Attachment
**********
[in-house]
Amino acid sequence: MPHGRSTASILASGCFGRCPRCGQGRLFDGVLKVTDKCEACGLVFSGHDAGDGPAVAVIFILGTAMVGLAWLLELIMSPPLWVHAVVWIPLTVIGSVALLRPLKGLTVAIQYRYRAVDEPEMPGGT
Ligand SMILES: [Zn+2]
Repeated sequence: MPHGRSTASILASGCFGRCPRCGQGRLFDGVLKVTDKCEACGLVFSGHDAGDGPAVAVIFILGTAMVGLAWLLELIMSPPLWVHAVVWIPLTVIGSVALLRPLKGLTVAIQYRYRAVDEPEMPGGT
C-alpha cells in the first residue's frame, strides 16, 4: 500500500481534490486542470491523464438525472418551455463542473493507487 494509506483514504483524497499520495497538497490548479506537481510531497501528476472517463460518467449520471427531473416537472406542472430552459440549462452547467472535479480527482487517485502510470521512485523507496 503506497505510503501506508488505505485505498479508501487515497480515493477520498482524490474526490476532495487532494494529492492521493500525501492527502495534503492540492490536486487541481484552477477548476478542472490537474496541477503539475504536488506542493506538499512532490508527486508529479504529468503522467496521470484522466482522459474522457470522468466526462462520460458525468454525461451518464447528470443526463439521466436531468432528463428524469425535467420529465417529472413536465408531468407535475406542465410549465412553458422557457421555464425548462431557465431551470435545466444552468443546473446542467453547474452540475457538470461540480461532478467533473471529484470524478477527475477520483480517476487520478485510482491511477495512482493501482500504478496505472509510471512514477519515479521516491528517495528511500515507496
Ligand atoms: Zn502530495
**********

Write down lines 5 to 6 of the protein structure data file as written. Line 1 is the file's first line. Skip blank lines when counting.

C-alpha cells in the first residue's frame, strides 16, 4: 500500500481534490486542470491523464438525472418551455463542473493507487 494509506483514504483524497499520495497538497490548479506537481510531497501528476472517463460518467449520471427531473416537472406542472430552459440549462452547467472535479480527482487517485502510470521512485523507496 503506497505510503501506508488505505485505498479508501487515497480515493477520498482524490474526490476532495487532494494529492492521493500525501492527502495534503492540492490536486487541481484552477477548476478542472490537474496541477503539475504536488506542493506538499512532490508527486508529479504529468503522467496521470484522466482522459474522457470522468466526462462520460458525468454525461451518464447528470443526463439521466436531468432528463428524469425535467420529465417529472413536465408531468407535475406542465410549465412553458422557457421555464425548462431557465431551470435545466444552468443546473446542467453547474452540475457538470461540480461532478467533473471529484470524478477527475477520483480517476487520478485510482491511477495512482493501482500504478496505472509510471512514477519515479521516491528517495528511500515507496
Ligand atoms: Zn502530495